How is the global supply chain responding to the Corona epidemic?
With the Corona epidemic spreading rapidly and exceeding the SARS outbreak in 2003, supply chain managers need to consider ways to minimize disruptions and immediately plan for them. deal with possible problems in the future.
On December 31, 2019, the World Health Organization (WHO) became aware of several cases of severe pneumonia in Wuhan, China caused by a new strain of Corona virus (Covid-19). Since then, the disease has spread to many provinces of China as well as other countries.
On January 31, 2020, WHO declared the ongoing Covid-19 epidemic in China and cases of this virus in many other countries as a public health emergency. Given the urgency of the situation, it is imperative for supply chain leaders to assess and plan how Corona impacts the global supply chain.
Challenges of globalization before the Corona epidemic
Although the outbreak is being compared to the 2003 SARS epidemic, the current situation in China is very different. At present, China is developing and integrating deeply into the global economy. Compared to 17 years ago, the country has significantly improved its transport network, especially air and sea transport. This means that the impact of the supply chain will go beyond regional concerns.
Labor shortages, limited transportation and materials, as well as logistics difficulties due to strict controls, transportation centers and borders are closed, causing goods to have to be layered waiting for customs clearance. Thus, the impact from the Corona epidemic is much larger than the SARS epidemic in 2003.
Supply chain effects caused by Corona
While exact numbers on the consequences of the Corona epidemic are not yet available, organizations are already beginning to see its effects on the entire supply chain, including:
Materials: Lack of raw materials and finished products to or from logistics centers located in affected areas.
Labor: There is a shortage of both knowledge and manual workers due to quarantine or disease.
Logistics: It will be difficult to find alternative routes and means of transport. Supply centers and networks may experience capacity and availability constraints.
Consumers: Consumers are becoming more cautious when purchasing because of concerns that contact with others may lead to the risk of Corona infection. Many units have begun to pay attention and move to online sales. However, that only makes the logistics network more challenging.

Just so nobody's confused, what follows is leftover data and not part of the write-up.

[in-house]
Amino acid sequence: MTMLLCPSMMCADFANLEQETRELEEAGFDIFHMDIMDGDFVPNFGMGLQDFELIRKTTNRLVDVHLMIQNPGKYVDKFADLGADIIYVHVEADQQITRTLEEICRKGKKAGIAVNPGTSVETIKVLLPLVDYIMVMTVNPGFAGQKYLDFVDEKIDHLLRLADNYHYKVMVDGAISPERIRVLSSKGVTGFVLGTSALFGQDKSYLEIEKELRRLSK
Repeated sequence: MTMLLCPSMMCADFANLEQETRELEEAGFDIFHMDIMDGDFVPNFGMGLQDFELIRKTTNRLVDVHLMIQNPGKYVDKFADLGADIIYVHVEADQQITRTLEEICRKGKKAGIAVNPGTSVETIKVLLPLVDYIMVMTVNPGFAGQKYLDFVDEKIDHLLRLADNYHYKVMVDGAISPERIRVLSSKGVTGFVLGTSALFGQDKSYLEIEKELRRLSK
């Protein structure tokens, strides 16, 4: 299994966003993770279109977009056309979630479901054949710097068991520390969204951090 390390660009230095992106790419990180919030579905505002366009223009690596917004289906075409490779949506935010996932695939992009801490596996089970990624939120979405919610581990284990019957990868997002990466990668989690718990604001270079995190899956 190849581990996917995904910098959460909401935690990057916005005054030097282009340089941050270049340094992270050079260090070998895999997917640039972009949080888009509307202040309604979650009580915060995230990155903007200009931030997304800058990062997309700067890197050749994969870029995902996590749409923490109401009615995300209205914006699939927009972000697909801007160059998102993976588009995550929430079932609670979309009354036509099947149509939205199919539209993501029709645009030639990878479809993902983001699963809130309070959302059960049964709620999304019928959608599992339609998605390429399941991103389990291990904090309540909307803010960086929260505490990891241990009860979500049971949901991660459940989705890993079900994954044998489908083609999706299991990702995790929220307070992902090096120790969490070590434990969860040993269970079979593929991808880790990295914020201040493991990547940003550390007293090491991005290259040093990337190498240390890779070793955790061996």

Prepare your supply chain for disruptions
When disruptions occur, economic organizations based on the supply chain will use advanced risk management processes that include multiple systems such as: continuously measure key risk indicators, then prepare Scenarios to deal with instability to control for financial factors, labor resources, materials and productivity.
The impact of the Corona epidemic has made the supply chain less accessible to human resources, reduced productivity and created a change in consumer behavior. And, while we may not see the full impact of the coronavirus on the supply chain in the next few months or so, leaders should take the initial steps now to deal with it. effectively deal with all impacts affecting the value chain.
The solution suggested by industry experts is a scenario with 3 action steps:
Immediately implement programs to monitor and respond to supply chain disruptions with countries affected by the Corona epidemic (focusing on identifying risks to provide appropriate business solutions). The next step is to ensure all inventory is within reach, under control, or outside of affected areas and logistics centers.
Supply chain managers should work with the legal department and human resources department of the business to understand the financial impact of not being able to deliver goods to customers because of the epidemic, and at the same time guide employees in different locations. affected area in terms of response plan.
At this step, it is necessary to focus on balancing supply and demand as well as building buffer warehouses, and then evaluate opportunities to diversify suppliers. Next, work with stakeholders and strategic suppliers. Most importantly, establish an appropriate risk management approach to monitor and prepare for material and production capacity shortages.
Once the initial impact of the coronavirus has subsided, the next step is to have long-term plans to deal with its consequences with the supply chain. This is the time to seek and develop alternative sources and diversify the value chain, preparing in advance for similar risk scenarios.
Besides, it is necessary to address strategic supply and focus on valuable sources at risk. Also ensure alternative sources, shipping routes or inventories and sufficient cash reserves to minimize any further disruptions.
Source: Saigon celebrities